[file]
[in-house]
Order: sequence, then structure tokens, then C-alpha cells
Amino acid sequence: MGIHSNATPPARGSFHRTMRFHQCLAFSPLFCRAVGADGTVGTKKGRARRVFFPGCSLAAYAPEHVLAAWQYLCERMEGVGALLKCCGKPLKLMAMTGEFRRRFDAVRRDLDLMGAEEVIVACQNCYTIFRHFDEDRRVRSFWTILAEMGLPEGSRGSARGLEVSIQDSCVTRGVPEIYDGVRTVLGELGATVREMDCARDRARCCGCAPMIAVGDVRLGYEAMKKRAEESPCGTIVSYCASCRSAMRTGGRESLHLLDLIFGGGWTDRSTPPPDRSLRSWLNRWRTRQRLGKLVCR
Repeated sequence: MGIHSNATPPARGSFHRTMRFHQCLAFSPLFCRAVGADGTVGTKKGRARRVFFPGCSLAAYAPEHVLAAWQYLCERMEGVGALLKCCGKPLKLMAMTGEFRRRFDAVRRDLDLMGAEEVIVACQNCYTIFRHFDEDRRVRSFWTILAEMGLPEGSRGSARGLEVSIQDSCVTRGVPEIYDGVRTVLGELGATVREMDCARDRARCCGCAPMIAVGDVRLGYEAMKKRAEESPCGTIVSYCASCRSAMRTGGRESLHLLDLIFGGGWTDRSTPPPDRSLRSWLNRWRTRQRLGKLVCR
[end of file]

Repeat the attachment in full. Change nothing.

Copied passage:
[in-house]
Order: sequence, then structure tokens, then C-alpha cells
Amino acid sequence: MGIHSNATPPARGSFHRTMRFHQCLAFSPLFCRAVGADGTVGTKKGRARRVFFPGCSLAAYAPEHVLAAWQYLCERMEGVGALLKCCGKPLKLMAMTGEFRRRFDAVRRDLDLMGAEEVIVACQNCYTIFRHFDEDRRVRSFWTILAEMGLPEGSRGSARGLEVSIQDSCVTRGVPEIYDGVRTVLGELGATVREMDCARDRARCCGCAPMIAVGDVRLGYEAMKKRAEESPCGTIVSYCASCRSAMRTGGRESLHLLDLIFGGGWTDRSTPPPDRSLRSWLNRWRTRQRLGKLVCR
Repeated sequence: MGIHSNATPPARGSFHRTMRFHQCLAFSPLFCRAVGADGTVGTKKGRARRVFFPGCSLAAYAPEHVLAAWQYLCERMEGVGALLKCCGKPLKLMAMTGEFRRRFDAVRRDLDLMGAEEVIVACQNCYTIFRHFDEDRRVRSFWTILAEMGLPEGSRGSARGLEVSIQDSCVTRGVPEIYDGVRTVLGELGATVREMDCARDRARCCGCAPMIAVGDVRLGYEAMKKRAEESPCGTIVSYCASCRSAMRTGGRESLHLLDLIFGGGWTDRSTPPPDRSLRSWLNRWRTRQRLGKLVCR